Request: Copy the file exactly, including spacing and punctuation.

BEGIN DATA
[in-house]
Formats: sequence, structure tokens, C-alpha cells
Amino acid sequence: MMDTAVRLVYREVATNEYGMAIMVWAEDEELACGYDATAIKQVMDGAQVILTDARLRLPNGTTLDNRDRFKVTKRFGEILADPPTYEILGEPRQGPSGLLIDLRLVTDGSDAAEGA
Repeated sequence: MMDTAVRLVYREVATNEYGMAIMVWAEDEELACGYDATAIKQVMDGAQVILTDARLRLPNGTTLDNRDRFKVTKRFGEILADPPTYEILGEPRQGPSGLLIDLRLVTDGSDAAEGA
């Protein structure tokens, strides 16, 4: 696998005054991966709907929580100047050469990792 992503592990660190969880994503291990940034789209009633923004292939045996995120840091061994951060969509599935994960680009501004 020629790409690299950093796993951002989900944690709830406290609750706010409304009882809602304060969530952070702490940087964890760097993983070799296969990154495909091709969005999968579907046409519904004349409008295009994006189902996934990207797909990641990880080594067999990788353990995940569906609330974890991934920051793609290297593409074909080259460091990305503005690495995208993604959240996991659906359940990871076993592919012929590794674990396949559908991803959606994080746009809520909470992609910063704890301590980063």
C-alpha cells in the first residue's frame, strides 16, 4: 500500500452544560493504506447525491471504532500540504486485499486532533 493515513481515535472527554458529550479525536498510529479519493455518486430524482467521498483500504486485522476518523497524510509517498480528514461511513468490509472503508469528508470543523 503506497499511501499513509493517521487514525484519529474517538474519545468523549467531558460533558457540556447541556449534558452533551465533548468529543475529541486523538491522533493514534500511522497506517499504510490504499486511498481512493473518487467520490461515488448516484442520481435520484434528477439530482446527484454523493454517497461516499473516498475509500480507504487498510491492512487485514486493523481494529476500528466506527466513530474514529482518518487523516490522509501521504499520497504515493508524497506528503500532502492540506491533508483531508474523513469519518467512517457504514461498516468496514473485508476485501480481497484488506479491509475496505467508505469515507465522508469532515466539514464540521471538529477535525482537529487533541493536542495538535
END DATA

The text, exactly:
[in-house]
Formats: sequence, structure tokens, C-alpha cells
Amino acid sequence: MMDTAVRLVYREVATNEYGMAIMVWAEDEELACGYDATAIKQVMDGAQVILTDARLRLPNGTTLDNRDRFKVTKRFGEILADPPTYEILGEPRQGPSGLLIDLRLVTDGSDAAEGA
Repeated sequence: MMDTAVRLVYREVATNEYGMAIMVWAEDEELACGYDATAIKQVMDGAQVILTDARLRLPNGTTLDNRDRFKVTKRFGEILADPPTYEILGEPRQGPSGLLIDLRLVTDGSDAAEGA
């Protein structure tokens, strides 16, 4: 696998005054991966709907929580100047050469990792 992503592990660190969880994503291990940034789209009633923004292939045996995120840091061994951060969509599935994960680009501004 020629790409690299950093796993951002989900944690709830406290609750706010409304009882809602304060969530952070702490940087964890760097993983070799296969990154495909091709969005999968579907046409519904004349409008295009994006189902996934990207797909990641990880080594067999990788353990995940569906609330974890991934920051793609290297593409074909080259460091990305503005690495995208993604959240996991659906359940990871076993592919012929590794674990396949559908991803959606994080746009809520909470992609910063704890301590980063």
C-alpha cells in the first residue's frame, strides 16, 4: 500500500452544560493504506447525491471504532500540504486485499486532533 493515513481515535472527554458529550479525536498510529479519493455518486430524482467521498483500504486485522476518523497524510509517498480528514461511513468490509472503508469528508470543523 503506497499511501499513509493517521487514525484519529474517538474519545468523549467531558460533558457540556447541556449534558452533551465533548468529543475529541486523538491522533493514534500511522497506517499504510490504499486511498481512493473518487467520490461515488448516484442520481435520484434528477439530482446527484454523493454517497461516499473516498475509500480507504487498510491492512487485514486493523481494529476500528466506527466513530474514529482518518487523516490522509501521504499520497504515493508524497506528503500532502492540506491533508483531508474523513469519518467512517457504514461498516468496514473485508476485501480481497484488506479491509475496505467508505469515507465522508469532515466539514464540521471538529477535525482537529487533541493536542495538535